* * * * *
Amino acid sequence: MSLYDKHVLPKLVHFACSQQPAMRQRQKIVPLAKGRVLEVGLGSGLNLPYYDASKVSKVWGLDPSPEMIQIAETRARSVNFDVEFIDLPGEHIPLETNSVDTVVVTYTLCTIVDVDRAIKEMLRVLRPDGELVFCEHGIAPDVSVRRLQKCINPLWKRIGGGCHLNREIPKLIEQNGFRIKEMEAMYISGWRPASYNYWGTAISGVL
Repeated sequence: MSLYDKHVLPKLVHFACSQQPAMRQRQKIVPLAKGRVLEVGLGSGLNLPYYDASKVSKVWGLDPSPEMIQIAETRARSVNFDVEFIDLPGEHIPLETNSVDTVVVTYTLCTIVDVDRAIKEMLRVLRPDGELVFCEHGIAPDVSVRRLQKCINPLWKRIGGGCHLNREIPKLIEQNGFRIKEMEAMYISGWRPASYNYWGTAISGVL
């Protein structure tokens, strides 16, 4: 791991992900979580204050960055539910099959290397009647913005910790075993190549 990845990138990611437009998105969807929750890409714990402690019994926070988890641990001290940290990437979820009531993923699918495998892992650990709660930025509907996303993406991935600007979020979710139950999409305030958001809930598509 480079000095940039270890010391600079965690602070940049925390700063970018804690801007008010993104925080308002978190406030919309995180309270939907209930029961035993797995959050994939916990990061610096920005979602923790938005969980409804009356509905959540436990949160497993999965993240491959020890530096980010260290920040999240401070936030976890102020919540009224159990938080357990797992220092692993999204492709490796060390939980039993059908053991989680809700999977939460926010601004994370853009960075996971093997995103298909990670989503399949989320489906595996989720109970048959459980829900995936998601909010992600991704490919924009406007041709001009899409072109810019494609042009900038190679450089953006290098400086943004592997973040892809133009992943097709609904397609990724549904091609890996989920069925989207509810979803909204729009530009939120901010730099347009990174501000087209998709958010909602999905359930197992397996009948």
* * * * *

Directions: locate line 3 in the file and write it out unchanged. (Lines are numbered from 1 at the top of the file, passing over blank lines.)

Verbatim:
């Protein structure tokens, strides 16, 4: 791991992900979580204050960055539910099959290397009647913005910790075993190549 990845990138990611437009998105969807929750890409714990402690019994926070988890641990001290940290990437979820009531993923699918495998892992650990709660930025509907996303993406991935600007979020979710139950999409305030958001809930598509 480079000095940039270890010391600079965690602070940049925390700063970018804690801007008010993104925080308002978190406030919309995180309270939907209930029961035993797995959050994939916990990061610096920005979602923790938005969980409804009356509905959540436990949160497993999965993240491959020890530096980010260290920040999240401070936030976890102020919540009224159990938080357990797992220092692993999204492709490796060390939980039993059908053991989680809700999977939460926010601004994370853009960075996971093997995103298909990670989503399949989320489906595996989720109970048959459980829900995936998601909010992600991704490919924009406007041709001009899409072109810019494609042009900038190679450089953006290098400086943004592997973040892809133009992943097709609904397609990724549904091609890996989920069925989207509810979803909204729009530009939120901010730099347009990174501000087209998709958010909602999905359930197992397996009948």